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Publication numberUS7053763 B2
Publication typeGrant
Application numberUS 10/153,675
Publication dateMay 30, 2006
Filing dateMay 24, 2002
Priority dateMay 24, 2002
Fee statusPaid
Also published asUS20030218538
Publication number10153675, 153675, US 7053763 B2, US 7053763B2, US-B2-7053763, US7053763 B2, US7053763B2
InventorsClifford Lee Knight, Glen Patrick Wark
Original AssigneeCingular Wireless Ii, Llc
Export CitationBiBTeX, EndNote, RefMan
External Links: USPTO, USPTO Assignment, Espacenet
System and method for alarm monitoring
US 7053763 B2
Abstract
A system providing an alarm indication for a base transceiver station comprising: a voltage actuated device for sensing power to a tower mounted amplifier (TMA); and an alarm board for sensing an alarm initiated from the voltage actuated device. A method provided for alarm indication for a based transceiver station comprising: triggering a voltage actuated device to provide an alarm upon a loss of power and providing the alarm from the voltage actuated device to an alarm board. A method provided for connecting an alarm for a power out linear amplifier comprising: connecting a voltage actuated device to a power out linear amplifier; connecting the voltage actuated device to an alarm board; connecting the alarm board to a mobile switching center; and connecting the mobile switching center to a diagnostic tool.
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Claims(19)
1. A system that provides alarm indication for a base transceiver station, comprising:
a base transceiver station including a power out linear amplifier (POLNA), a duplexer and a tower mounted amplifier (TMA); the power out linear amplifier providing voltage to the tower mounted amplifier, and having an electronic card in communication with the duplexer and the tower mounted amplifier;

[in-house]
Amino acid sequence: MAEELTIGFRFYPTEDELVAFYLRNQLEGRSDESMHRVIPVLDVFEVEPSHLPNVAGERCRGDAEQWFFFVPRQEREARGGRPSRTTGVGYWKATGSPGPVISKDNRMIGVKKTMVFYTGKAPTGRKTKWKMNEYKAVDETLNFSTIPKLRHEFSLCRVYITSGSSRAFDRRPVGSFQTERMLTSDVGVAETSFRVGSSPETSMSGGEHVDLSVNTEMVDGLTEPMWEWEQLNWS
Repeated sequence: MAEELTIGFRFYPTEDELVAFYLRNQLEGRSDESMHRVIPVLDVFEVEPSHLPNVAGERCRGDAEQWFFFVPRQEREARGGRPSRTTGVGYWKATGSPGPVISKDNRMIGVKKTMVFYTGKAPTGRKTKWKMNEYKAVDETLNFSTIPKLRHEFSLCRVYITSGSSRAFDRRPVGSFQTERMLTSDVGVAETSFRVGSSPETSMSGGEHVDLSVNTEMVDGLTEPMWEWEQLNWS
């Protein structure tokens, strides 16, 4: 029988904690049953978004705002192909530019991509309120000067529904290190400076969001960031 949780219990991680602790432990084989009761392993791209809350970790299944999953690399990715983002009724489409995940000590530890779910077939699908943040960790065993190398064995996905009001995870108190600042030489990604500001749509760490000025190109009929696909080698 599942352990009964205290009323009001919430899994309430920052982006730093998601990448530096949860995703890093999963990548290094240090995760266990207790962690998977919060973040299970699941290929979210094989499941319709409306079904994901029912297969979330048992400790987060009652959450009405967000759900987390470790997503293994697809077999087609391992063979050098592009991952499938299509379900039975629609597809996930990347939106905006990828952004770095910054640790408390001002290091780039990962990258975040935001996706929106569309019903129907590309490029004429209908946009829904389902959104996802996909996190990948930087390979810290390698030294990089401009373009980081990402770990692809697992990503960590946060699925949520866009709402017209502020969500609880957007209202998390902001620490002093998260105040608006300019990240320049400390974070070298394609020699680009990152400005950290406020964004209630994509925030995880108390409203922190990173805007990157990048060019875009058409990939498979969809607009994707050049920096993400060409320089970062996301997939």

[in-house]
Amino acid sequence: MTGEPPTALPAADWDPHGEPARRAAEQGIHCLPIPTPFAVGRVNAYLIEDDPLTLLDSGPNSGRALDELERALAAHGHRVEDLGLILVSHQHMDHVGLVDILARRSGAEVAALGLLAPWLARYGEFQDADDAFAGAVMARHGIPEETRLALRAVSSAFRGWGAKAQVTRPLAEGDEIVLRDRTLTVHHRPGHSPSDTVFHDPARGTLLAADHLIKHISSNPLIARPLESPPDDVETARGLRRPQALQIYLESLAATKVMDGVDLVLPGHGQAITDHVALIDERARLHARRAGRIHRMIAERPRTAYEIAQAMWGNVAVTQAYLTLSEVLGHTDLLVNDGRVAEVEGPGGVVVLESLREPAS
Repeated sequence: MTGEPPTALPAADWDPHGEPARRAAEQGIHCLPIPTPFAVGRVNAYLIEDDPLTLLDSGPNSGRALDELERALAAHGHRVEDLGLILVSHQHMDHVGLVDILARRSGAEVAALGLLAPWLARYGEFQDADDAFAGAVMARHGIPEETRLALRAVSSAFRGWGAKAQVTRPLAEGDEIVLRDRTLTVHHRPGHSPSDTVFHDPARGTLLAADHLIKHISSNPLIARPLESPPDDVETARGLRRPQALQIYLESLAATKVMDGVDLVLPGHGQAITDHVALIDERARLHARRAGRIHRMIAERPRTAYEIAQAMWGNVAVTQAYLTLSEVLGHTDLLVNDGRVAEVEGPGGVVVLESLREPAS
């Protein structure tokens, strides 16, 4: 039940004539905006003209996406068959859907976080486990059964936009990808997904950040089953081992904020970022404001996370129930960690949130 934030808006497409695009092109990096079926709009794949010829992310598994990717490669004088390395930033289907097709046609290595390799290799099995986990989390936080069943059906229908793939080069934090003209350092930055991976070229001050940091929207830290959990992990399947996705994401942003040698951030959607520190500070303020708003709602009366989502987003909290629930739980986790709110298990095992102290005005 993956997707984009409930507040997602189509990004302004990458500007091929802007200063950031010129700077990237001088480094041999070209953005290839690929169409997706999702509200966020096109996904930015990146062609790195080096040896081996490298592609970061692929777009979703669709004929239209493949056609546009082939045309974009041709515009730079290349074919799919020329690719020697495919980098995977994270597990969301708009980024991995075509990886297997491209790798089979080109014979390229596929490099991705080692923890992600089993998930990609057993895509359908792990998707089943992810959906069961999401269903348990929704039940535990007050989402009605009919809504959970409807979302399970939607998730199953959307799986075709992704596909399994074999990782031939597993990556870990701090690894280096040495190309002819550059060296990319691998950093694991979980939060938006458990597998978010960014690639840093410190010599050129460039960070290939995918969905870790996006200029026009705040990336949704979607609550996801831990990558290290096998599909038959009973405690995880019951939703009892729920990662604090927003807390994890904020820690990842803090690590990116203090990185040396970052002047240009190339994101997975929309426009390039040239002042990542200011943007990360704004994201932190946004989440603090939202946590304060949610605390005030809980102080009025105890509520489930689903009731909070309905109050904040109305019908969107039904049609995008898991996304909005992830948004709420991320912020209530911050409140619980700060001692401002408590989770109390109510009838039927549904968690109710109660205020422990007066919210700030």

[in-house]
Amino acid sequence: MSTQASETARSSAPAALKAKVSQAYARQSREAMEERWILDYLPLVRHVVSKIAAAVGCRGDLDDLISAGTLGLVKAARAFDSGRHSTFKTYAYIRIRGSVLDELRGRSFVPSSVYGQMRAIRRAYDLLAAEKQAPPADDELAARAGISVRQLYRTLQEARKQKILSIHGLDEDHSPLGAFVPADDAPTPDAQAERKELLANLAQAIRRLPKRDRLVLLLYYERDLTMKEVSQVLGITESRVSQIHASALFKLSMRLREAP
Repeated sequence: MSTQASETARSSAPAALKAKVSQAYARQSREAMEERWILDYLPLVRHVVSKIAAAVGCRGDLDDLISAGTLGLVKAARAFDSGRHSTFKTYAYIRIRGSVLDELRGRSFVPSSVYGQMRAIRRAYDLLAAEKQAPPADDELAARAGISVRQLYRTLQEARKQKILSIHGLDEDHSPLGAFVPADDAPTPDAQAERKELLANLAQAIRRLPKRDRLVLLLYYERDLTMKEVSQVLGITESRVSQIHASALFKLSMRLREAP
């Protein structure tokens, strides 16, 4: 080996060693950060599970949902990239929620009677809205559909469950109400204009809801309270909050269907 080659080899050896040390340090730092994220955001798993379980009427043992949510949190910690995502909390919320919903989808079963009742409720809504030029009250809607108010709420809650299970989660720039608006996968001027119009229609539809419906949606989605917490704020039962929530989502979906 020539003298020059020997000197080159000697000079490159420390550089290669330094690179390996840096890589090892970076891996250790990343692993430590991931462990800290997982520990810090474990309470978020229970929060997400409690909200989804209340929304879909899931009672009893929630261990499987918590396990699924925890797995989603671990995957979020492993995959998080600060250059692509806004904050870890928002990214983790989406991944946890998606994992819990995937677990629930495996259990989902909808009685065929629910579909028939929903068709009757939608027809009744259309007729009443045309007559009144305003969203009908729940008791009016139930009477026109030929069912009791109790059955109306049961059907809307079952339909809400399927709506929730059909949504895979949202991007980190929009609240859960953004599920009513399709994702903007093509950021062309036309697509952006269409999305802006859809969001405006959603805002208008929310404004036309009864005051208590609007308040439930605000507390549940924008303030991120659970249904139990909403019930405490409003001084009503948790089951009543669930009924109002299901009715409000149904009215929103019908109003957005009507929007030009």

a voltage actuated device, positioned between the power out linear amplifier and the duplexer, for sensing power failure of the electronic card in the power out linear amplifier; and
an alarm board for sensing an alarm initiated from the voltage actuated device.
2. The system of claim 1, wherein the alarm board transfers the alarm to a mobile switching center.
3. The system of claim 2, wherein a diagnostic tool receives the alarm from the mobile switching center.
4. The system of claim 3, wherein the diagnostic tool receives the alarm and notifies a system attendant of the occurrence of the alarm.
5. The system of claim 4, wherein the system attendant is notified via one of a pager, a PDA, and a telephone communication device.
6. The system of claim 1, wherein the voltage actuated device is a relay.
7. A method of providing alarm indication for a base transceiver station including a power out linear amplifier (POLNA), a duplexer and a tower mounted amplifier (TMA); the power out linear amplifier providing voltage to the tower mounted amplifier, and having an electronic card in communication with the duplexer and the tower mounted amplifier, the method comprising:
triggering a voltage actuated device, positioned between the power out linear amplifier and the duplexer, to provide an alarm upon a loss of power of the electronic card in the power out linear amplifier to the tower mounted amplifier; and
providing the alarm from the voltage actuated device to an alarm board.
8. The method of claim 7, further comprising providing the alarm from the alarm board to a mobile switching center.
9. The method of claim 8, further comprising providing the alarm from the mobile switch center to a diagnostic tool.
10. The method of claim 9, further comprising providing the alarm from the diagnostic tool to a system attendant.
11. The method of claim 10, wherein providing the alarm to the system attendant includes using one of a pager, a PDA, and a telephone communication device.
12. The method of claim 7, wherein triggering the alarm further includes initiating a change of state in the voltage actuated device to generate the alarm.